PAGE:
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Laboratory Tools in Microbiology

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Presentation on theme: "Laboratory Tools in Microbiology"— Presentation transcript:

1 Laboratory Tools in Microbiology
LECTURES IN MICROBIOLOGY Laboratory Tools in Microbiology LESSON 3 Sofronio Agustin Professor

2 Topics Covered Microscopy Staining Techniques
Methods of Culturing Microbes

3 Units of Measurement 1 µm = 10-6 m = 10-3 mm 1 nm = 10-9 m = 10-6 mm

4 Simple Microscope A simple microscope has only one lens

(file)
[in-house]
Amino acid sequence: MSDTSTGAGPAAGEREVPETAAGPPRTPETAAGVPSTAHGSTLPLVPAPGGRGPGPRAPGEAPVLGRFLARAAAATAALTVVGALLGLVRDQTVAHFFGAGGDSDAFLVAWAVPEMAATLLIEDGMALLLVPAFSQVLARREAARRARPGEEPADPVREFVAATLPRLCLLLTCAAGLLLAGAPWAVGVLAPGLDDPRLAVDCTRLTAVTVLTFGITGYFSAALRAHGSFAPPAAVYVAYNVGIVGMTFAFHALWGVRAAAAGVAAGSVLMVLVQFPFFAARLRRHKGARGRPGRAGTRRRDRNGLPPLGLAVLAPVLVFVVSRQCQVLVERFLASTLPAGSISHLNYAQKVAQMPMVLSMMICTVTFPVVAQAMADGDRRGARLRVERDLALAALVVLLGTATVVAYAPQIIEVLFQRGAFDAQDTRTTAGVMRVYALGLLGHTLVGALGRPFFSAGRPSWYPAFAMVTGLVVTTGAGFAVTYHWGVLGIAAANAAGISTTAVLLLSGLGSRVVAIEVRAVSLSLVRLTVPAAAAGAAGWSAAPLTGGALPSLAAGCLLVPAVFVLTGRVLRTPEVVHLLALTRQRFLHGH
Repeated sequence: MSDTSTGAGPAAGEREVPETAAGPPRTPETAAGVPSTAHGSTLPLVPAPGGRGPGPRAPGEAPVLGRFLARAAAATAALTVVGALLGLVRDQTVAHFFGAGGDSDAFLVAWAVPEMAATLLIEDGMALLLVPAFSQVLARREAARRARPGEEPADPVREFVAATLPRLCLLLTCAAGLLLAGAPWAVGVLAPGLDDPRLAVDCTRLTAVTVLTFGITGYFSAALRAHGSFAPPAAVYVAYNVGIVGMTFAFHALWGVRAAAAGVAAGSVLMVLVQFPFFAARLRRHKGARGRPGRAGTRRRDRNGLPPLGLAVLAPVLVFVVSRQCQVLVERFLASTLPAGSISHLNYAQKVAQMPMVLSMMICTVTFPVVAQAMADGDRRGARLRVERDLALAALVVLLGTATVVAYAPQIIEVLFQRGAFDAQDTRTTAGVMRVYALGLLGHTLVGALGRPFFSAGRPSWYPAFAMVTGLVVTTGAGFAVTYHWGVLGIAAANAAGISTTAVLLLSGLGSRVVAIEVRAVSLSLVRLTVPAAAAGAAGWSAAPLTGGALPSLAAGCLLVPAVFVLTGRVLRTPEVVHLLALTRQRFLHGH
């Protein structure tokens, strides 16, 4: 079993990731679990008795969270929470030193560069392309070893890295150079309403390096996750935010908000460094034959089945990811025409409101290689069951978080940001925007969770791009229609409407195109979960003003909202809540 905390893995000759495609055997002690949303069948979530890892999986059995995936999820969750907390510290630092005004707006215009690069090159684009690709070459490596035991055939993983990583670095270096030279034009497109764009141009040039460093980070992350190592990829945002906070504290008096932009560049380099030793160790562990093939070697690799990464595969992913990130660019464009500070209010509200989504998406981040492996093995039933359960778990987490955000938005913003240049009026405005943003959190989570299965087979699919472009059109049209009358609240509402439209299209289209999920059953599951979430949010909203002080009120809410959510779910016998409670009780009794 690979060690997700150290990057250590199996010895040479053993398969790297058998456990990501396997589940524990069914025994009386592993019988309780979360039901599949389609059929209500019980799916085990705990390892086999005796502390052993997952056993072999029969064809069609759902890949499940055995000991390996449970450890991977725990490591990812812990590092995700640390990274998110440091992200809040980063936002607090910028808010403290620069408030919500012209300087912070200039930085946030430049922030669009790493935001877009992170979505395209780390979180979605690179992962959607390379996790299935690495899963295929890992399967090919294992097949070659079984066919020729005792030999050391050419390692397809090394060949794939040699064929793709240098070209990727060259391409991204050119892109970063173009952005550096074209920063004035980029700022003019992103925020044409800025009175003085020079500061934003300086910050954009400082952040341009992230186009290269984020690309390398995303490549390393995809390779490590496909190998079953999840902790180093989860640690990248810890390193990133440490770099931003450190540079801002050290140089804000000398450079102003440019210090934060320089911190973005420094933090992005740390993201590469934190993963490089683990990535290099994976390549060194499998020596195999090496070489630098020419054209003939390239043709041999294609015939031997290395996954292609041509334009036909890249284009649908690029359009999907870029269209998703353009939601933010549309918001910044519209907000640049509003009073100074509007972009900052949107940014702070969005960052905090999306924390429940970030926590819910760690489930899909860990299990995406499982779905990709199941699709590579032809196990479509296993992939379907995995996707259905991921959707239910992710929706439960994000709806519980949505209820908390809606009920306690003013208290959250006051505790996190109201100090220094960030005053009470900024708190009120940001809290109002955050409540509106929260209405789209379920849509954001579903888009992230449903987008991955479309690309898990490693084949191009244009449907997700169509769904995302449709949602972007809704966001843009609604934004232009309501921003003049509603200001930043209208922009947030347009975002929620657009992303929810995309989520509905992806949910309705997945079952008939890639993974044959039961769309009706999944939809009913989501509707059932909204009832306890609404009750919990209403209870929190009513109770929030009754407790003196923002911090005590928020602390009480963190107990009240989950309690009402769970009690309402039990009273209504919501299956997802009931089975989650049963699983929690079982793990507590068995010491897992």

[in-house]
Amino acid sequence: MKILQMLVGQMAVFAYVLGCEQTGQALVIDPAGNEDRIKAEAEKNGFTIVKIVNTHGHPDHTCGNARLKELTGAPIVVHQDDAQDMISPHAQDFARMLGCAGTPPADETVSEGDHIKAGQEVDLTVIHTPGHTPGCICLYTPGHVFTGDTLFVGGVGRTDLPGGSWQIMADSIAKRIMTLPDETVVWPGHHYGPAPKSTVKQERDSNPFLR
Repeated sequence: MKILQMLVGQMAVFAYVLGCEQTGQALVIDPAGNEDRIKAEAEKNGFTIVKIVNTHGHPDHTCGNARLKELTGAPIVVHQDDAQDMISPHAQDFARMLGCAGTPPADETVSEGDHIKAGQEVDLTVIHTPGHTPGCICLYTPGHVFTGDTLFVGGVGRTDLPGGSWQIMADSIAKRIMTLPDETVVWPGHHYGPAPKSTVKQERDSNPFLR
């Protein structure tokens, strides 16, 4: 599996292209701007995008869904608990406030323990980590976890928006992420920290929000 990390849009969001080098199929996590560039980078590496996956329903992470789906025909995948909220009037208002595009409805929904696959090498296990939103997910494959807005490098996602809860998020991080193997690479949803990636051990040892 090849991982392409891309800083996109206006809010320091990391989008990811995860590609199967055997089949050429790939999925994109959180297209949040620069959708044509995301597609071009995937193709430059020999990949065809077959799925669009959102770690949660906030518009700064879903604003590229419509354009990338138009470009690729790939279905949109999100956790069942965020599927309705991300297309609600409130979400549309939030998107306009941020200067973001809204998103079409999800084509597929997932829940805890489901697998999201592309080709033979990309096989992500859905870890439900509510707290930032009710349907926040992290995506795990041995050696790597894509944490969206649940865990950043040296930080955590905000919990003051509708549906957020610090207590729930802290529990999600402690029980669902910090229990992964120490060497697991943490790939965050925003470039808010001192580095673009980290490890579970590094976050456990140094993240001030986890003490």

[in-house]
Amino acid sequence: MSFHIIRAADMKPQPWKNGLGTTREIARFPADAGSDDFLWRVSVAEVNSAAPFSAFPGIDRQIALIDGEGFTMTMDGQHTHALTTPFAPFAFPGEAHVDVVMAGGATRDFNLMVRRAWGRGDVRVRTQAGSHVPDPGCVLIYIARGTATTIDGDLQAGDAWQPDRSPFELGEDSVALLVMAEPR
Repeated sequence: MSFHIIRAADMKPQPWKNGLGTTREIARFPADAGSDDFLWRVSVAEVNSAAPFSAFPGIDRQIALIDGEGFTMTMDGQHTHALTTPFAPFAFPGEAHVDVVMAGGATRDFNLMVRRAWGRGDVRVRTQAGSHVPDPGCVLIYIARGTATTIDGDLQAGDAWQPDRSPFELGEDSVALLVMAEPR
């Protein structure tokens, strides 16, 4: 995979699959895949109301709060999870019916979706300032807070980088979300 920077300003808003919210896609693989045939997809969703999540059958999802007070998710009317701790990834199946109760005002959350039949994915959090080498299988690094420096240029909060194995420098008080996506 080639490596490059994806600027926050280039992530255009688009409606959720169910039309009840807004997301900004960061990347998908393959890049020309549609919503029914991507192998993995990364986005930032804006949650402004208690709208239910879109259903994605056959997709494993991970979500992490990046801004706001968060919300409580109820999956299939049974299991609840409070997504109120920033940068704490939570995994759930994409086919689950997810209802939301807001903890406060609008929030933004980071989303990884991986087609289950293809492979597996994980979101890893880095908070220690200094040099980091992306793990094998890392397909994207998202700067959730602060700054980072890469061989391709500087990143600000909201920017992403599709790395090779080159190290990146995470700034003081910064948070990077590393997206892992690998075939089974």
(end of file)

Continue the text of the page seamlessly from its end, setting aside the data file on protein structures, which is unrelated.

5 Parts of a student laboratory microscope
Compound Microscope A compound microscope has two sets of lenses and is typically used in teaching and research laboratories. Parts of a student laboratory microscope

6 Optics : Magnification
A specimen is magnified as light passes through the objective and ocular lenses. Total Magnification = objective lens X ocular lens (magnifications) The pathway of light and two stages of magnification of a compound microscope.

7 Resolution distinguishes magnified objects clearly.
Optics: Resolution Resolution is the ability of the lenses to distinguish two points. A microscope with a resolving power of 0.2 um can distinguish between two points > 0.2 um. Resolution distinguishes magnified objects clearly.

8 Optics: Resolution Resolution can be increased by using immersion oil and shorter wavelengths of light.